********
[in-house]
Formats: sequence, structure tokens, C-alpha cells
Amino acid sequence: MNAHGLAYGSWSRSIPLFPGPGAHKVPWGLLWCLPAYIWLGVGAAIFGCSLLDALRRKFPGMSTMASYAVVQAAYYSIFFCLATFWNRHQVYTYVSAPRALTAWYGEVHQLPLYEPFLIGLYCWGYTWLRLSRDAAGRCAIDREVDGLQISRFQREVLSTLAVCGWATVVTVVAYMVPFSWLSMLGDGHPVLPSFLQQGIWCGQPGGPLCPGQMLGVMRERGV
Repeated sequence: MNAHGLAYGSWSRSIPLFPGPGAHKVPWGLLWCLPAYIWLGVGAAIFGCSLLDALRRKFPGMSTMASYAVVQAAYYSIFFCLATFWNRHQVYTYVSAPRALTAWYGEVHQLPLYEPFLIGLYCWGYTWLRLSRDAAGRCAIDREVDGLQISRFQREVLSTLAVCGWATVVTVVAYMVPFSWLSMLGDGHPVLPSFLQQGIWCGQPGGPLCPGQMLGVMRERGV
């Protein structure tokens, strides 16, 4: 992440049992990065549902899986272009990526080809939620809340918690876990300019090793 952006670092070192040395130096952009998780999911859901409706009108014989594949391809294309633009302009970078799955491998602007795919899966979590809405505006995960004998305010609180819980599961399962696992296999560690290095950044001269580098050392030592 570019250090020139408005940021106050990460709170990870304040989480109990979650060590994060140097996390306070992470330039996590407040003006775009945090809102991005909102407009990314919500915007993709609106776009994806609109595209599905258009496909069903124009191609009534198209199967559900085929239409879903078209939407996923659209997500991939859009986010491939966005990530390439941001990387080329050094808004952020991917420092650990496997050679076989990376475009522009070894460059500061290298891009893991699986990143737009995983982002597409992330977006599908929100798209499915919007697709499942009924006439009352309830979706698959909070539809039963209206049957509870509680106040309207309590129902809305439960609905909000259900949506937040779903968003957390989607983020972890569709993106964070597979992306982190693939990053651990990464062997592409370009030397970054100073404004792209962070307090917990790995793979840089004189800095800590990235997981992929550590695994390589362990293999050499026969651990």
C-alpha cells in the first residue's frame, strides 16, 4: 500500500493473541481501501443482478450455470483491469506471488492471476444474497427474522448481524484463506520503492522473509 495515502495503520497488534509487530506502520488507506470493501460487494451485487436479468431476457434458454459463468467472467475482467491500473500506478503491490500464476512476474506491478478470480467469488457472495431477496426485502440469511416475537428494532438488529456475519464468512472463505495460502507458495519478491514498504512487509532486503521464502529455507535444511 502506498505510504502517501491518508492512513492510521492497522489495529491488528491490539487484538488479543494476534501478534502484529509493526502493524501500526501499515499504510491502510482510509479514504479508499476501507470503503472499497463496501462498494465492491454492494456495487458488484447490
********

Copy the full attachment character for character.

[in-house]
Formats: sequence, structure tokens, C-alpha cells
Amino acid sequence: MNAHGLAYGSWSRSIPLFPGPGAHKVPWGLLWCLPAYIWLGVGAAIFGCSLLDALRRKFPGMSTMASYAVVQAAYYSIFFCLATFWNRHQVYTYVSAPRALTAWYGEVHQLPLYEPFLIGLYCWGYTWLRLSRDAAGRCAIDREVDGLQISRFQREVLSTLAVCGWATVVTVVAYMVPFSWLSMLGDGHPVLPSFLQQGIWCGQPGGPLCPGQMLGVMRERGV
Repeated sequence: MNAHGLAYGSWSRSIPLFPGPGAHKVPWGLLWCLPAYIWLGVGAAIFGCSLLDALRRKFPGMSTMASYAVVQAAYYSIFFCLATFWNRHQVYTYVSAPRALTAWYGEVHQLPLYEPFLIGLYCWGYTWLRLSRDAAGRCAIDREVDGLQISRFQREVLSTLAVCGWATVVTVVAYMVPFSWLSMLGDGHPVLPSFLQQGIWCGQPGGPLCPGQMLGVMRERGV
């Protein structure tokens, strides 16, 4: 992440049992990065549902899986272009990526080809939620809340918690876990300019090793 952006670092070192040395130096952009998780999911859901409706009108014989594949391809294309633009302009970078799955491998602007795919899966979590809405505006995960004998305010609180819980599961399962696992296999560690290095950044001269580098050392030592 570019250090020139408005940021106050990460709170990870304040989480109990979650060590994060140097996390306070992470330039996590407040003006775009945090809102991005909102407009990314919500915007993709609106776009994806609109595209599905258009496909069903124009191609009534198209199967559900085929239409879903078209939407996923659209997500991939859009986010491939966005990530390439941001990387080329050094808004952020991917420092650990496997050679076989990376475009522009070894460059500061290298891009893991699986990143737009995983982002597409992330977006599908929100798209499915919007697709499942009924006439009352309830979706698959909070539809039963209206049957509870509680106040309207309590129902809305439960609905909000259900949506937040779903968003957390989607983020972890569709993106964070597979992306982190693939990053651990990464062997592409370009030397970054100073404004792209962070307090917990790995793979840089004189800095800590990235997981992929550590695994390589362990293999050499026969651990």
C-alpha cells in the first residue's frame, strides 16, 4: 500500500493473541481501501443482478450455470483491469506471488492471476444474497427474522448481524484463506520503492522473509 495515502495503520497488534509487530506502520488507506470493501460487494451485487436479468431476457434458454459463468467472467475482467491500473500506478503491490500464476512476474506491478478470480467469488457472495431477496426485502440469511416475537428494532438488529456475519464468512472463505495460502507458495519478491514498504512487509532486503521464502529455507535444511 502506498505510504502517501491518508492512513492510521492497522489495529491488528491490539487484538488479543494476534501478534502484529509493526502493524501500526501499515499504510491502510482510509479514504479508499476501507470503503472499497463496501462498494465492491454492494456495487458488484447490